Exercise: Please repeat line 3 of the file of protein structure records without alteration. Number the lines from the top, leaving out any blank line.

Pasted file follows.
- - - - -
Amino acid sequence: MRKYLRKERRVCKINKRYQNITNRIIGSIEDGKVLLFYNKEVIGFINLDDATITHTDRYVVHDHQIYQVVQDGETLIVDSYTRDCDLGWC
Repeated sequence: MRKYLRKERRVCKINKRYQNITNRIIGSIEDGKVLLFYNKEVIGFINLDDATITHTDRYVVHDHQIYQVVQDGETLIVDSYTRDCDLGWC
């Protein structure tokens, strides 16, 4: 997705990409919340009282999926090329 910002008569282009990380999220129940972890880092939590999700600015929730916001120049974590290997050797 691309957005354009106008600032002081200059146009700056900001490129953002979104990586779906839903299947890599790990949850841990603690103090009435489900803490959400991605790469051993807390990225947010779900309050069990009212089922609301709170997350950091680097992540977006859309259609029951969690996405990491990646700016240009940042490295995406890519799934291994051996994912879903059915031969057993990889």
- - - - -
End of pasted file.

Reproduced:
């Protein structure tokens, strides 16, 4: 997705990409919340009282999926090329 910002008569282009990380999220129940972890880092939590999700600015929730916001120049974590290997050797 691309957005354009106008600032002081200059146009700056900001490129953002979104990586779906839903299947890599790990949850841990603690103090009435489900803490959400991605790469051993807390990225947010779900309050069990009212089922609301709170997350950091680097992540977006859309259609029951969690996405990491990646700016240009940042490295995406890519799934291994051996994912879903059915031969057993990889």